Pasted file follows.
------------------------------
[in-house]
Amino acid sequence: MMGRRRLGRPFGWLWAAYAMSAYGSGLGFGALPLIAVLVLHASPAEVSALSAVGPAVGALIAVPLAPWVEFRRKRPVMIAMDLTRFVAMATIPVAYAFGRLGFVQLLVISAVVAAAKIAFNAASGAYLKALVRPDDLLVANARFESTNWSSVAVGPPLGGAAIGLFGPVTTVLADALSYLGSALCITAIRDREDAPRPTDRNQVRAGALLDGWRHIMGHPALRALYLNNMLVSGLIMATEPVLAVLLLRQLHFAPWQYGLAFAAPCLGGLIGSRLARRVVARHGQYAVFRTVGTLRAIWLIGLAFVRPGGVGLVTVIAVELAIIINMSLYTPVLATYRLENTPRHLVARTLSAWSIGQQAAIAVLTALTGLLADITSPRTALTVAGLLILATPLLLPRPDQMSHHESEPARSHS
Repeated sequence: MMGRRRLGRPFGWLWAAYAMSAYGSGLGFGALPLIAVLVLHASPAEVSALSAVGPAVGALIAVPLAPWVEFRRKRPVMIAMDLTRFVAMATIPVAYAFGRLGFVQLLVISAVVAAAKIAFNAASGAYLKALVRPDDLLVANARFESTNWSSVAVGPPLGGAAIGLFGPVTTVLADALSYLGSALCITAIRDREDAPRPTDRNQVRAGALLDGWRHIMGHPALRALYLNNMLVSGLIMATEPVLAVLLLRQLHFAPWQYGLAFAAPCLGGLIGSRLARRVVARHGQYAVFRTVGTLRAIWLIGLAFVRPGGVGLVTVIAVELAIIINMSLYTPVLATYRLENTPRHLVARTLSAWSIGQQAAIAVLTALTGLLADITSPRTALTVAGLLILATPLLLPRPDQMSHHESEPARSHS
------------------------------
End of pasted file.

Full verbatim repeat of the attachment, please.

[in-house]
Amino acid sequence: MMGRRRLGRPFGWLWAAYAMSAYGSGLGFGALPLIAVLVLHASPAEVSALSAVGPAVGALIAVPLAPWVEFRRKRPVMIAMDLTRFVAMATIPVAYAFGRLGFVQLLVISAVVAAAKIAFNAASGAYLKALVRPDDLLVANARFESTNWSSVAVGPPLGGAAIGLFGPVTTVLADALSYLGSALCITAIRDREDAPRPTDRNQVRAGALLDGWRHIMGHPALRALYLNNMLVSGLIMATEPVLAVLLLRQLHFAPWQYGLAFAAPCLGGLIGSRLARRVVARHGQYAVFRTVGTLRAIWLIGLAFVRPGGVGLVTVIAVELAIIINMSLYTPVLATYRLENTPRHLVARTLSAWSIGQQAAIAVLTALTGLLADITSPRTALTVAGLLILATPLLLPRPDQMSHHESEPARSHS
Repeated sequence: MMGRRRLGRPFGWLWAAYAMSAYGSGLGFGALPLIAVLVLHASPAEVSALSAVGPAVGALIAVPLAPWVEFRRKRPVMIAMDLTRFVAMATIPVAYAFGRLGFVQLLVISAVVAAAKIAFNAASGAYLKALVRPDDLLVANARFESTNWSSVAVGPPLGGAAIGLFGPVTTVLADALSYLGSALCITAIRDREDAPRPTDRNQVRAGALLDGWRHIMGHPALRALYLNNMLVSGLIMATEPVLAVLLLRQLHFAPWQYGLAFAAPCLGGLIGSRLARRVVARHGQYAVFRTVGTLRAIWLIGLAFVRPGGVGLVTVIAVELAIIINMSLYTPVLATYRLENTPRHLVARTLSAWSIGQQAAIAVLTALTGLLADITSPRTALTVAGLLILATPLLLPRPDQMSHHESEPARSHS